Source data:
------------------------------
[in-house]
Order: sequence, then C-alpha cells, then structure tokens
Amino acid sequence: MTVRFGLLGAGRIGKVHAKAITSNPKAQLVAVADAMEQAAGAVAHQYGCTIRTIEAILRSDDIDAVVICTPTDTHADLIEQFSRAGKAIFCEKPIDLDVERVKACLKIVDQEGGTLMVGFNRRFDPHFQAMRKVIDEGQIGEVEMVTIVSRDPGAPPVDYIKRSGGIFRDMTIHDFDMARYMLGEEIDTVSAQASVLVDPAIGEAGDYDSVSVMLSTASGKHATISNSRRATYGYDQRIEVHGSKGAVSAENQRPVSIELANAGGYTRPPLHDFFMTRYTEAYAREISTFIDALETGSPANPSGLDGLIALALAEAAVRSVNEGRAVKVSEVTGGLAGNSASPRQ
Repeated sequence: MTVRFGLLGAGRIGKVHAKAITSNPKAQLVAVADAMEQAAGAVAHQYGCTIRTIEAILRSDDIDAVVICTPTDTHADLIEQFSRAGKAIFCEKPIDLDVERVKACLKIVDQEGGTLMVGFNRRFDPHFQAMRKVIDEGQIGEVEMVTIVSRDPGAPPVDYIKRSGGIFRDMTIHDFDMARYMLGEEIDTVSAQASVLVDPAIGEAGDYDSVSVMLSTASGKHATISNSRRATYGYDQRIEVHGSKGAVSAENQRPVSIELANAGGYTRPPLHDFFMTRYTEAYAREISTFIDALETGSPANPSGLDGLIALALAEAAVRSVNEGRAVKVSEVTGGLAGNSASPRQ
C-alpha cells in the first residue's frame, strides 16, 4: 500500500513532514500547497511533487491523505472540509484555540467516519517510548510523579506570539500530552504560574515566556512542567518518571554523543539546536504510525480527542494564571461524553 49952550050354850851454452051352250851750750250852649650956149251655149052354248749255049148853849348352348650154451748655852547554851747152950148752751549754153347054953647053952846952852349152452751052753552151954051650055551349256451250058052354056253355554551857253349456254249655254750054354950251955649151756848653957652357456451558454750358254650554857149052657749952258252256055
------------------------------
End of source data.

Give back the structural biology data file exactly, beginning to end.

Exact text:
[in-house]
Order: sequence, then C-alpha cells, then structure tokens
Amino acid sequence: MTVRFGLLGAGRIGKVHAKAITSNPKAQLVAVADAMEQAAGAVAHQYGCTIRTIEAILRSDDIDAVVICTPTDTHADLIEQFSRAGKAIFCEKPIDLDVERVKACLKIVDQEGGTLMVGFNRRFDPHFQAMRKVIDEGQIGEVEMVTIVSRDPGAPPVDYIKRSGGIFRDMTIHDFDMARYMLGEEIDTVSAQASVLVDPAIGEAGDYDSVSVMLSTASGKHATISNSRRATYGYDQRIEVHGSKGAVSAENQRPVSIELANAGGYTRPPLHDFFMTRYTEAYAREISTFIDALETGSPANPSGLDGLIALALAEAAVRSVNEGRAVKVSEVTGGLAGNSASPRQ
Repeated sequence: MTVRFGLLGAGRIGKVHAKAITSNPKAQLVAVADAMEQAAGAVAHQYGCTIRTIEAILRSDDIDAVVICTPTDTHADLIEQFSRAGKAIFCEKPIDLDVERVKACLKIVDQEGGTLMVGFNRRFDPHFQAMRKVIDEGQIGEVEMVTIVSRDPGAPPVDYIKRSGGIFRDMTIHDFDMARYMLGEEIDTVSAQASVLVDPAIGEAGDYDSVSVMLSTASGKHATISNSRRATYGYDQRIEVHGSKGAVSAENQRPVSIELANAGGYTRPPLHDFFMTRYTEAYAREISTFIDALETGSPANPSGLDGLIALALAEAAVRSVNEGRAVKVSEVTGGLAGNSASPRQ
C-alpha cells in the first residue's frame, strides 16, 4: 500500500513532514500547497511533487491523505472540509484555540467516519517510548510523579506570539500530552504560574515566556512542567518518571554523543539546536504510525480527542494564571461524553 49952550050354850851454452051352250851750750250852649650956149251655149052354248749255049148853849348352348650154451748655852547554851747152950148752751549754153347054953647053952846952852349152452751052753552151954051650055551349256451250058052354056253355554551857253349456254249655254750054354950251955649151756848653957652357456451558454750358254650554857149052657749952258252256055